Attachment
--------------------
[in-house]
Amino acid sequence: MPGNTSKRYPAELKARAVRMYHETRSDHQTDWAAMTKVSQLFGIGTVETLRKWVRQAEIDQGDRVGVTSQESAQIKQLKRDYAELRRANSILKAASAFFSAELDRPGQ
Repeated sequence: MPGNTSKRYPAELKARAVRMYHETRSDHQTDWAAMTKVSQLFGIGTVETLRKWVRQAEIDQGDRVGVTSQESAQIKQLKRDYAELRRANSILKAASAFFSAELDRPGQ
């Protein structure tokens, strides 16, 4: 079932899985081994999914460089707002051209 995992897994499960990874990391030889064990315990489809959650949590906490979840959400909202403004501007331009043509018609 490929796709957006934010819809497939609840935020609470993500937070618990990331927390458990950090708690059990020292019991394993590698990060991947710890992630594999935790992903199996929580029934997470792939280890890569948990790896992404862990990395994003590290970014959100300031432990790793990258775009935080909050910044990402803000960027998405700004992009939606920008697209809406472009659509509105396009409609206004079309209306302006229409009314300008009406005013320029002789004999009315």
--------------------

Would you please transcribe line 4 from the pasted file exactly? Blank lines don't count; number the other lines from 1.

């Protein structure tokens, strides 16, 4: 079932899985081994999914460089707002051209 995992897994499960990874990391030889064990315990489809959650949590906490979840959400909202403004501007331009043509018609 490929796709957006934010819809497939609840935020609470993500937070618990990331927390458990950090708690059990020292019991394993590698990060991947710890992630594999935790992903199996929580029934997470792939280890890569948990790896992404862990990395994003590290970014959100300031432990790793990258775009935080909050910044990402803000960027998405700004992009939606920008697209809406472009659509509105396009409609206004079309209306302006229409009314300008009406005013320029002789004999009315």